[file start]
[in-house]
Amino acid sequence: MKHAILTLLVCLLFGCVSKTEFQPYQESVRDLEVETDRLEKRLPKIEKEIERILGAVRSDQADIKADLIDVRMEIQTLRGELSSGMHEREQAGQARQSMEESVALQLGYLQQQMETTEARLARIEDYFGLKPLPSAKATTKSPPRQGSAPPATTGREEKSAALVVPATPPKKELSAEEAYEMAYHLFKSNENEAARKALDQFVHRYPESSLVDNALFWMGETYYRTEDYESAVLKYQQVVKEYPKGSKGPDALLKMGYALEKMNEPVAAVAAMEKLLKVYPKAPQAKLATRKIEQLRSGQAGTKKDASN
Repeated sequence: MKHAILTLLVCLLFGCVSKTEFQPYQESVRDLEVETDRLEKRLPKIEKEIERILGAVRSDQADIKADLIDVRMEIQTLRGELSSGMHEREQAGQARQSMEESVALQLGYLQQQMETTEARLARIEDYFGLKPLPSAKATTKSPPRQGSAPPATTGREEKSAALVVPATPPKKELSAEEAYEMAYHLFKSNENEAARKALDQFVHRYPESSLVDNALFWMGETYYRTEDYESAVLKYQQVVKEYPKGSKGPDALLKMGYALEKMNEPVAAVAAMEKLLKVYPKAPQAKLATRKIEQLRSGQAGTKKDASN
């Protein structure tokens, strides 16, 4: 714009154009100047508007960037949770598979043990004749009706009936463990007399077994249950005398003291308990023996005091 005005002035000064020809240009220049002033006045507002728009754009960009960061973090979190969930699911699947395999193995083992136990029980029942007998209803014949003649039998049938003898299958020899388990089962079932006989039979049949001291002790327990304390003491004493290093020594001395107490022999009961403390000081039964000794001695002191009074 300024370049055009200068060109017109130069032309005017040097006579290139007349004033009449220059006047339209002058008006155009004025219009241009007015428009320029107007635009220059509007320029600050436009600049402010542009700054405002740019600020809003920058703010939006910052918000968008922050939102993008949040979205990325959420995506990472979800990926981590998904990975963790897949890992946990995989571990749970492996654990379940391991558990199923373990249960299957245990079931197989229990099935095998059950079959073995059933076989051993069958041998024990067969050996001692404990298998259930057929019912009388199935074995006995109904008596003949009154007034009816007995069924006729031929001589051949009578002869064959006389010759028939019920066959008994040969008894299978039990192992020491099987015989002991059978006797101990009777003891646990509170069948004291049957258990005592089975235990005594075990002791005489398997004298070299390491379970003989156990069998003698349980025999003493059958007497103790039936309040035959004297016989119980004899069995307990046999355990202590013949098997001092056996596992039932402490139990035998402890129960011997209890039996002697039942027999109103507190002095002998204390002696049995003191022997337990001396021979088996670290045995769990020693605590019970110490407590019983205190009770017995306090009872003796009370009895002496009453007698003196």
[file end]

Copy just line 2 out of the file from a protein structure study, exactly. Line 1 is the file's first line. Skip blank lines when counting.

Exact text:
Amino acid sequence: MKHAILTLLVCLLFGCVSKTEFQPYQESVRDLEVETDRLEKRLPKIEKEIERILGAVRSDQADIKADLIDVRMEIQTLRGELSSGMHEREQAGQARQSMEESVALQLGYLQQQMETTEARLARIEDYFGLKPLPSAKATTKSPPRQGSAPPATTGREEKSAALVVPATPPKKELSAEEAYEMAYHLFKSNENEAARKALDQFVHRYPESSLVDNALFWMGETYYRTEDYESAVLKYQQVVKEYPKGSKGPDALLKMGYALEKMNEPVAAVAAMEKLLKVYPKAPQAKLATRKIEQLRSGQAGTKKDASN